Poster & photo montage (with music - 9:12 min)
New Music by Philip Glass performed by Kronos Quartet
"The Frankenstein Files" -documentary (44:50 min)
Audio commentary by film historian Rudy Behlmer
"Frankenstein archives" (photo & poster slide show, with music - 9:25 min)
"Boo!" -a short film (9:29 min)
The Wolf Man
"Monster by Moonlight" documentary (32:35)
Audio commentary by film historian Tom Weaver
"The Wolf Man Archives" poster and photo slideshow (6:44)
The Bride of Frankenstein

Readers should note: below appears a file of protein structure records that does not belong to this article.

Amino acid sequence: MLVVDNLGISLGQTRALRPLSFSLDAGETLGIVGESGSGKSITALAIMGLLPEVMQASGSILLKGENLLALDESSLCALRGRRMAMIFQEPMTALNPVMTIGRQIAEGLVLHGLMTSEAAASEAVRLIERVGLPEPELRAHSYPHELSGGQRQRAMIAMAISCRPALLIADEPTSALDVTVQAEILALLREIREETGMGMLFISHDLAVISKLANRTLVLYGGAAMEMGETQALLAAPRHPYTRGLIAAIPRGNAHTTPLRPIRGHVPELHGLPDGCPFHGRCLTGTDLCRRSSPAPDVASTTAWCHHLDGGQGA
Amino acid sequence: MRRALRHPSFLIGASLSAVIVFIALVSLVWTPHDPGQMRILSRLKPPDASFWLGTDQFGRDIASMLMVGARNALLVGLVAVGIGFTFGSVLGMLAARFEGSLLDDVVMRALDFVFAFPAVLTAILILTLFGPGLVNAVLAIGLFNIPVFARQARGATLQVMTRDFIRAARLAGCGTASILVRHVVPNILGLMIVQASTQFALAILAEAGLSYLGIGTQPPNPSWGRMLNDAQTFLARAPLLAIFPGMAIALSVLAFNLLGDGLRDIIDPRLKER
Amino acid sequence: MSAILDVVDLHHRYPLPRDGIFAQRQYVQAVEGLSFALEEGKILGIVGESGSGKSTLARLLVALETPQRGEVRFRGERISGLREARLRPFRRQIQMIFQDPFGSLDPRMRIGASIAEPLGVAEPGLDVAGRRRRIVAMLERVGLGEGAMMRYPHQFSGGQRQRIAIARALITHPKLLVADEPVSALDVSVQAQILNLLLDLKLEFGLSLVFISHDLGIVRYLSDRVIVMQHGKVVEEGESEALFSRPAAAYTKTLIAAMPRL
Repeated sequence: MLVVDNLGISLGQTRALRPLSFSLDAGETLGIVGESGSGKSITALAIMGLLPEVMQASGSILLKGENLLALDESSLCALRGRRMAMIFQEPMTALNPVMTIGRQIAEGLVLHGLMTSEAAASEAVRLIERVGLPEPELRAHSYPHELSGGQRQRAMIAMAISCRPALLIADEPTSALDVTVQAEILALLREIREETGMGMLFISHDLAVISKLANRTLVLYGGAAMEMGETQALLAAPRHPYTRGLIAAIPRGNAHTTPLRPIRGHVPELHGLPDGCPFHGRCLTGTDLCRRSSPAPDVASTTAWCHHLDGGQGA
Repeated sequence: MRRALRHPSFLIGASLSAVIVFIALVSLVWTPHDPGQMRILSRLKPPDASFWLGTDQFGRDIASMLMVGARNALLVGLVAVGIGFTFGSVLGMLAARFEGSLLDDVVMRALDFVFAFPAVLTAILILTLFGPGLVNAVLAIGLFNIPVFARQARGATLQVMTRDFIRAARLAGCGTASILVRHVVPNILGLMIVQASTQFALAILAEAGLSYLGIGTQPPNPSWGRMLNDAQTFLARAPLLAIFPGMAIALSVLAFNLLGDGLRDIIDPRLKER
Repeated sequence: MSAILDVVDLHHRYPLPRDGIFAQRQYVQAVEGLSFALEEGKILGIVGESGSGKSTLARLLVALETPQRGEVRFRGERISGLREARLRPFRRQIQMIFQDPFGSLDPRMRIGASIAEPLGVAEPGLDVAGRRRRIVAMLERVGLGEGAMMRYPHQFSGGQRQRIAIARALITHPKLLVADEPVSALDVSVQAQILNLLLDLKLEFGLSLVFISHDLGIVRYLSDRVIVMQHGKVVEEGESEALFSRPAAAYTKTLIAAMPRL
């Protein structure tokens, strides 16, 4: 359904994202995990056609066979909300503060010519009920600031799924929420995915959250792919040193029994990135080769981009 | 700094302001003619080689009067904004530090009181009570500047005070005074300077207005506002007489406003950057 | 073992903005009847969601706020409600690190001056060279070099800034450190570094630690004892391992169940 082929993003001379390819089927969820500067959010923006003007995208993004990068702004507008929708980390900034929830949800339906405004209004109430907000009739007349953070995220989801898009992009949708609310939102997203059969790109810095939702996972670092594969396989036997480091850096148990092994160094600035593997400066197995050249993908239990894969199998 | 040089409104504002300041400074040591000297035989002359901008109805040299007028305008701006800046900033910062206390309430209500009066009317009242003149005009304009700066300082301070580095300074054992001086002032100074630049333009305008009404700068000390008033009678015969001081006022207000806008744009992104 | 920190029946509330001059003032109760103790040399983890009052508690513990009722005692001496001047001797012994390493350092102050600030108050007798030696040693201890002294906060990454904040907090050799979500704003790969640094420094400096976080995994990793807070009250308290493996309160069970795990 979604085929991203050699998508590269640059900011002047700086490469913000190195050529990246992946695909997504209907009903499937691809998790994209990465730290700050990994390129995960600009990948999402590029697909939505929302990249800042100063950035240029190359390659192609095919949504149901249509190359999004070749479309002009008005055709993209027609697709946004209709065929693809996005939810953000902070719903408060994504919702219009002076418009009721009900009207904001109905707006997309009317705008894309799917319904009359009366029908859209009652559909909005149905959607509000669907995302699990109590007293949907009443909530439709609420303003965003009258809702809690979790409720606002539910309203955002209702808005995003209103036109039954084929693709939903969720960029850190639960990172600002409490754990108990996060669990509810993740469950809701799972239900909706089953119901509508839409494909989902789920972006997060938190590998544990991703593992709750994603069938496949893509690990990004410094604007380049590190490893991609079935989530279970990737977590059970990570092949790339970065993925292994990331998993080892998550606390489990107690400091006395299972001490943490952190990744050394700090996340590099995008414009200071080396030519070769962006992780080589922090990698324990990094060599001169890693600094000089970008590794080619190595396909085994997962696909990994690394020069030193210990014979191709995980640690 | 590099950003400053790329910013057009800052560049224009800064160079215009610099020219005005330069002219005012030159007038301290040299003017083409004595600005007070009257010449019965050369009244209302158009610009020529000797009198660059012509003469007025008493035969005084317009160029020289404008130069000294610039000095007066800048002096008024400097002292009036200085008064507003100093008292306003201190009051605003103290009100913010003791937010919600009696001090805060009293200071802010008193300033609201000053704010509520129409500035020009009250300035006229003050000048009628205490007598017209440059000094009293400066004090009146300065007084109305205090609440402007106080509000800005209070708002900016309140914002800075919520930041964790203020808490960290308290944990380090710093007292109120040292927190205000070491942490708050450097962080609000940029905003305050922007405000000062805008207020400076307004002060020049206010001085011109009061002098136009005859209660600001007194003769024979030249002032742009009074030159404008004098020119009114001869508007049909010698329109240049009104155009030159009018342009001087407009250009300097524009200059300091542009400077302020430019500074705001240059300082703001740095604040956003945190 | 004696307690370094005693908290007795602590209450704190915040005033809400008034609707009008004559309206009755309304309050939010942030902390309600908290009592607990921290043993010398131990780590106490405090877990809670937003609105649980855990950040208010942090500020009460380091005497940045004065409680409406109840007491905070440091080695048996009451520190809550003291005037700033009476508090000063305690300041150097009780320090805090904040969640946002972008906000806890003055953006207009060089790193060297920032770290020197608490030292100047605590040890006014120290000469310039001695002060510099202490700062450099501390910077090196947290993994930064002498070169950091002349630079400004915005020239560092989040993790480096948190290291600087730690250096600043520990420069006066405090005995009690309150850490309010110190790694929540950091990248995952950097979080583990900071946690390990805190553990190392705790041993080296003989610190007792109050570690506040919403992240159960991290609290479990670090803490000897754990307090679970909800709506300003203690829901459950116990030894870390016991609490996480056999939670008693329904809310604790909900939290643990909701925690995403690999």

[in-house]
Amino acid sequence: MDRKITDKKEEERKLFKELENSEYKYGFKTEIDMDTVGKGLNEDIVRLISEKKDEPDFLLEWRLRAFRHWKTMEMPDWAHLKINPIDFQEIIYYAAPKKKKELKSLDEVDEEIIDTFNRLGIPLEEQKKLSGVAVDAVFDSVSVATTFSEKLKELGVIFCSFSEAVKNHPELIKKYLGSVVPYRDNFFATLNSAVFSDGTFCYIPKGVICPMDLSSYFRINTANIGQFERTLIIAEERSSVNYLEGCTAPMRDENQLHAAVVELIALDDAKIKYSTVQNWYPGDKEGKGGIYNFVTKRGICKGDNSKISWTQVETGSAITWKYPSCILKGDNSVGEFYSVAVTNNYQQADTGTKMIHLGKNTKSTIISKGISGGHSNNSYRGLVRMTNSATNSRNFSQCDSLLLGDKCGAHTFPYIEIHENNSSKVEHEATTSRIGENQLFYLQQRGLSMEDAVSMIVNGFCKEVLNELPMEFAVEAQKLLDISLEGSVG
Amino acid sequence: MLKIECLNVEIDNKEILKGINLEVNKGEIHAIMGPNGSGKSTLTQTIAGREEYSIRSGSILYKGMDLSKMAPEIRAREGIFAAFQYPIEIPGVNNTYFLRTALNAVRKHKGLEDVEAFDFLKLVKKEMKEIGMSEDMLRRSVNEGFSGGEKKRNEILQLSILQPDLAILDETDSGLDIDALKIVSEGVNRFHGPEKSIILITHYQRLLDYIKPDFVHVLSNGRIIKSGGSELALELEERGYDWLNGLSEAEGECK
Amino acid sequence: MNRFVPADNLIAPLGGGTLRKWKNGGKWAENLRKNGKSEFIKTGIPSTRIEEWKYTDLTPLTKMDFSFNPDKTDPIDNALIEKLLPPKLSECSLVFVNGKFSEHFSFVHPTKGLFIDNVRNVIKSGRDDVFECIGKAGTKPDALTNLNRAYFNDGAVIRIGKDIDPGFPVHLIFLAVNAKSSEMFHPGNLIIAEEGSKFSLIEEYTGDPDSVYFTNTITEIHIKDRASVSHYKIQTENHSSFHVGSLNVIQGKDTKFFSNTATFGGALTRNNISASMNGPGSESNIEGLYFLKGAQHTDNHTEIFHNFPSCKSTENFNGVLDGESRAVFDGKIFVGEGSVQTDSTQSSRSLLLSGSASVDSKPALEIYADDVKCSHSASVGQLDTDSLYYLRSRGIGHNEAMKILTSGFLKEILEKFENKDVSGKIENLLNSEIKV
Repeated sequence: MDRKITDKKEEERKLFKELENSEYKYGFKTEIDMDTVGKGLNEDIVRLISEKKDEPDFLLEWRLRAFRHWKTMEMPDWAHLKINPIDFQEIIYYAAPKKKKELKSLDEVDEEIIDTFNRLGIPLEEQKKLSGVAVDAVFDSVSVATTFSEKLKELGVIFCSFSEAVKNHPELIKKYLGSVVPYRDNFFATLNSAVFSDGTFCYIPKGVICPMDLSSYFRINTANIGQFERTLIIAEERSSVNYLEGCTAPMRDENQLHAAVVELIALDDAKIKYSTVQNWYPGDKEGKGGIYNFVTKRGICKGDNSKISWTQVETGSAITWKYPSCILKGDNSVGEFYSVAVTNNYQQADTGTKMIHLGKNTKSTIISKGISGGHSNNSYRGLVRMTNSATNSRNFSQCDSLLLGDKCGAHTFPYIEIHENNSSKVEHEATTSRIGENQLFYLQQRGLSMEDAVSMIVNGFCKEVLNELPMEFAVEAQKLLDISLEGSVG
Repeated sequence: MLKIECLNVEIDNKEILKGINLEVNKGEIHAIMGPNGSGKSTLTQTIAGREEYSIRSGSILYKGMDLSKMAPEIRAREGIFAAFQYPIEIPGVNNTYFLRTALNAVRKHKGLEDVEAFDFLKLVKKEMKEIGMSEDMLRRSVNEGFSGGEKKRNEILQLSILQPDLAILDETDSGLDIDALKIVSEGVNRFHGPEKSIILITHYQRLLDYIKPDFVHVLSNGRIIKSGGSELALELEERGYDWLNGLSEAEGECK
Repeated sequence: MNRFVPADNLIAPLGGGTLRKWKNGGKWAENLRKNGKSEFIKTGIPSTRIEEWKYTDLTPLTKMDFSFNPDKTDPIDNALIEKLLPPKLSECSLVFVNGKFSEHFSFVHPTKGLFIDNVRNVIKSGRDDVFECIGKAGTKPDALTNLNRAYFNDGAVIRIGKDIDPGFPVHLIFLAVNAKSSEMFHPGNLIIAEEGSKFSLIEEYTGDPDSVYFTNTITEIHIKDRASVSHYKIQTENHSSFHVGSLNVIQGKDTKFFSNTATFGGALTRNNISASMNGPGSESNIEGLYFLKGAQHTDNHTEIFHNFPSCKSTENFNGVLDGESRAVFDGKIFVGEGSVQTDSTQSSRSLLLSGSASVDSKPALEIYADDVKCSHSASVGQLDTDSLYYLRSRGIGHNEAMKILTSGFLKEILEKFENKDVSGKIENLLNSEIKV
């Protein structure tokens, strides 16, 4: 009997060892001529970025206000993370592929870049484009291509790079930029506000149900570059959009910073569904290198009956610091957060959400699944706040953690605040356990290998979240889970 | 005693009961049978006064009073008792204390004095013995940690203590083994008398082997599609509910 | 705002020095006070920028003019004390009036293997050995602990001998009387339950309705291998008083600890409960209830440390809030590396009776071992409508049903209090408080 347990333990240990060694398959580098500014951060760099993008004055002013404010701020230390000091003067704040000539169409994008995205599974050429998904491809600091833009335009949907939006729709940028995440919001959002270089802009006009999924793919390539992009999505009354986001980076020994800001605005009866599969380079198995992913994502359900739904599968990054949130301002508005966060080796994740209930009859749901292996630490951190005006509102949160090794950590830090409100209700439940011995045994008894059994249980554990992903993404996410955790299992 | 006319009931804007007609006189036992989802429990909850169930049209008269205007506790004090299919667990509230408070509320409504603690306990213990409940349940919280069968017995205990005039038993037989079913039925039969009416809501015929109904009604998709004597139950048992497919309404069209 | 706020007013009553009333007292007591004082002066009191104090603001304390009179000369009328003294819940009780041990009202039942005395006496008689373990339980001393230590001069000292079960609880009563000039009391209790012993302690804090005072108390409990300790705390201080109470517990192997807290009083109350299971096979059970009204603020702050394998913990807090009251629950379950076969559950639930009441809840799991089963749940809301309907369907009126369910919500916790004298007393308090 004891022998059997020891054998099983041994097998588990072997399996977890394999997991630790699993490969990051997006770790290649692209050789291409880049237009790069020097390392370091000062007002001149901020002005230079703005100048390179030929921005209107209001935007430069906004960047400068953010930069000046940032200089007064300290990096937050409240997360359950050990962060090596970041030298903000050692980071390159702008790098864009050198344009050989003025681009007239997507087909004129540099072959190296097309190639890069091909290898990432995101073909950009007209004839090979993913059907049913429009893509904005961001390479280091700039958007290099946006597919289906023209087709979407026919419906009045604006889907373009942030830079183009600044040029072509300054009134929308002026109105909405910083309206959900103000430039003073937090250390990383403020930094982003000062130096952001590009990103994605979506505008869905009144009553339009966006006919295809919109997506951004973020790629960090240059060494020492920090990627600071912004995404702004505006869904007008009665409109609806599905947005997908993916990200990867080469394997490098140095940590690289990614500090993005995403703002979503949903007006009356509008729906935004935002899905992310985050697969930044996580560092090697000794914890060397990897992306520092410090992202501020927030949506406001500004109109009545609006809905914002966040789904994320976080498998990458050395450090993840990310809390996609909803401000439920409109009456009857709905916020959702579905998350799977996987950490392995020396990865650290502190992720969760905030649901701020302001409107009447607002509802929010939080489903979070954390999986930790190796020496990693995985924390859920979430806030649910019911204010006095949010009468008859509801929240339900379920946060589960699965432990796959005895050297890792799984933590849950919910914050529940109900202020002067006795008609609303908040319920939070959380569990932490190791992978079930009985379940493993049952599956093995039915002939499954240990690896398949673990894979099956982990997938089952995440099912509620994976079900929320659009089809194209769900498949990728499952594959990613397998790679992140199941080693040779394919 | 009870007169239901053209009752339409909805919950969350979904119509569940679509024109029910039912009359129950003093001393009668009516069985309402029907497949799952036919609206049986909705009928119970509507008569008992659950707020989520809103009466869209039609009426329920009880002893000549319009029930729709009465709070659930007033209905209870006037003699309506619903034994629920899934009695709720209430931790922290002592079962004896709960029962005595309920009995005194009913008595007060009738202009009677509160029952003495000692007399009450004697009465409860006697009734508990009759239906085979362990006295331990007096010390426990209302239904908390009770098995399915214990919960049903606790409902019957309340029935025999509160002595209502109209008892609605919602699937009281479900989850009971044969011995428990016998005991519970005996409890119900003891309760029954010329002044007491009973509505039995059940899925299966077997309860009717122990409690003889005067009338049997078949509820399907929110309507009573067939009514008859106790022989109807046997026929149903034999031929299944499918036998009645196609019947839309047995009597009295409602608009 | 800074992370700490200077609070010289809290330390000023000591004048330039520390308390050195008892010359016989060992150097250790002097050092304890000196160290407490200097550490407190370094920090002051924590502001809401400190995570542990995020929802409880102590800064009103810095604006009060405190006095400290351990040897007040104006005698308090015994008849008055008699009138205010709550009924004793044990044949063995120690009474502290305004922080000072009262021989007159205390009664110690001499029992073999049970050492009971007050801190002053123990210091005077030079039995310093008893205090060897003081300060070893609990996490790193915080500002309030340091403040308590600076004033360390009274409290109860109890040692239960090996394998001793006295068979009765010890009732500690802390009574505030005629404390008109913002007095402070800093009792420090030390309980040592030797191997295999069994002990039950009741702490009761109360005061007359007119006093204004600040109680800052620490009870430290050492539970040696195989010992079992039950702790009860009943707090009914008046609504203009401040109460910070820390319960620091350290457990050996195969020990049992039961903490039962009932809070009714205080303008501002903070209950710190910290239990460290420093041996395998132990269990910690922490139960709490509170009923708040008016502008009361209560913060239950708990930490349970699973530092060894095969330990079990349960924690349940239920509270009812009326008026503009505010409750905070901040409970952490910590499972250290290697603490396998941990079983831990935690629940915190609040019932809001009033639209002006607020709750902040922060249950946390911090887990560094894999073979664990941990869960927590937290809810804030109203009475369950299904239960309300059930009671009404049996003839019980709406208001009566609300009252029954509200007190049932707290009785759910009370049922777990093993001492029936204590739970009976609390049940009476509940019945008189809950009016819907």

She's Alive! Creating The Bride of Frankenstein" -documentary (38:52 min)
Audio commentary by film historian Scott Macqueen
"Bride of Frankenstein Archive" (photo & poster slide show, with music - 13:10 min)
The box set features:
Disc 1: DON'T LOOK IN THE BASEMENT/MEMORIAL VALLEY MASSACRE/KILL BABY KILL
Additional Release Material: Horror Movie Trailers
Disc 2: THE DEMON/THE HATCHET MURDERS/PIECES
Additional Release Material: Featurette - FILMING OUR SECRET FEARS
Disc 3: SILENT NIGHT, BLOODY NIGHT/NIGHT OF BLOODY HORROR/HORROR RISES FROM THE TOMB
Additional Release Material: John Carradine Bio
HILARIOUS IF I WASN'T LOSING MONEY, THAT IS....